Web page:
Australia

How grandma ripped $100k off Centrelink

A woman pocketed more than $100,000 of Centrelink money she wasn’t entitled to after lying about having a job.

Mary Irvine, 56, was on the disability support pension because of severe asthma, but still got a job as a personal care worker in aged care, the County Court of Victoria heard on Tuesday.

Judge Carolene Gwynn sentenced her to a three-year good behaviour bond, with two years’ prison if she commits an offence – and she also must repay the money.

“(Your) motivation was more need-based than one of sheer greed, yet that does not excuse your offending,” she told Irvine.

Judge Gwynn said Irvine told police her then-husband spent the fortnightly allowance.

She said a character reference provided to the court said Irvine was intermittently seen in tears over worry she wouldn’t be able to make rent or pay bills.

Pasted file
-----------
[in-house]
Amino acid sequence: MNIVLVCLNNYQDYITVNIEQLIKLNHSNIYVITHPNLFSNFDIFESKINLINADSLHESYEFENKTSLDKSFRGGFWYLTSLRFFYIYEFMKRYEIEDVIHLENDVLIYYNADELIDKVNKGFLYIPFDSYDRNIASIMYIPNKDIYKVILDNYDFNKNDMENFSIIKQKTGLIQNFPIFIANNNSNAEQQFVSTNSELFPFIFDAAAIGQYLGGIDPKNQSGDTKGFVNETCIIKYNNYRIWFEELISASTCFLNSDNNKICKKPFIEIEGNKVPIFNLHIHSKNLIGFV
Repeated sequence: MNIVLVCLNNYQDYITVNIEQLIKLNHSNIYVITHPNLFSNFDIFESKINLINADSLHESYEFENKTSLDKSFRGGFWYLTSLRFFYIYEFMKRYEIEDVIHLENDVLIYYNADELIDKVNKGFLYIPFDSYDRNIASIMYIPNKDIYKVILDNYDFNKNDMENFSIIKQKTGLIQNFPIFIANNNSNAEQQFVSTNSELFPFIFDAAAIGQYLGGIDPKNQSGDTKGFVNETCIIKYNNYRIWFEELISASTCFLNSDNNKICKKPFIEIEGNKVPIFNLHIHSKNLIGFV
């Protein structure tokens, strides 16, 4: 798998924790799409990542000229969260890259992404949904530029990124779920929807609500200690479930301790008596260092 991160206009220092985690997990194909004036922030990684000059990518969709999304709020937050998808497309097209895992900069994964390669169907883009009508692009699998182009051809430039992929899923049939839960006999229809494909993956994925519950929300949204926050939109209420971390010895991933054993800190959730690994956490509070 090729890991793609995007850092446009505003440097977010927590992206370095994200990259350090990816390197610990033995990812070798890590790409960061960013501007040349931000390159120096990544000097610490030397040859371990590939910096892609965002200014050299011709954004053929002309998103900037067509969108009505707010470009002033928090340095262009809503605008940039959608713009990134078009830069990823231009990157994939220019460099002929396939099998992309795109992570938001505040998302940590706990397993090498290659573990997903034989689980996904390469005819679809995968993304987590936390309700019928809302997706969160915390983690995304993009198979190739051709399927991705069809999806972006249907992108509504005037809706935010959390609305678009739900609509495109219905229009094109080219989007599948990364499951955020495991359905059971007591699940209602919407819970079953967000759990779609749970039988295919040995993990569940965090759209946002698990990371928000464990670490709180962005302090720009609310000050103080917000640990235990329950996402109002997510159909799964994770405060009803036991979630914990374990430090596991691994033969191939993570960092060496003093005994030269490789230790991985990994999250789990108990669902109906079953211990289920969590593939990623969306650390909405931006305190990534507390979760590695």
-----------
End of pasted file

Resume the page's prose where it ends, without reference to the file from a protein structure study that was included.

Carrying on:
The $108,816 was racked up over two periods totalling five years, resulting in two charges of dishonestly obtain financial advantage by deception to which Irvine pleaded guilty.

Irvine told the court she believed her granddaughter had been correctly filling out the income reporting form to Centrelink for her – but Judge Gwynn said, “I simply do not accept that explanation.”

Judge Gwynn said it was not in dispute that Irvine’s severe asthma, which would frequently hospitalise her for lengthy periods, was a real disability.

Her crime – which was “not highly sophisticated” – was failing to tell Centrelink she was working shifts in aged care.

“(Recipients are) not eligible for DSP payments if they work more than 30 hours per week,” she said.

The mother-of-four and grandmother-of-15 defrauded Centrelink by not reporting her income for about 10 months in 2012 and four-and-a-half years from 2014 to 2018.

She had previously had jobs in an abattoir and a fish ‘n’ chip shop before completing a certificate to be a personal care worker in her 40s, a job she “seemed to relish”, but maintained a “tendency towards hopelessness and feeling overwhelmed”.

The prosecution argued “sustained and deliberate welfare fraud” should result in imprisonment.

But Judge Gwynn found “there was a place for both mercy and leniency” in Irvine’s case.

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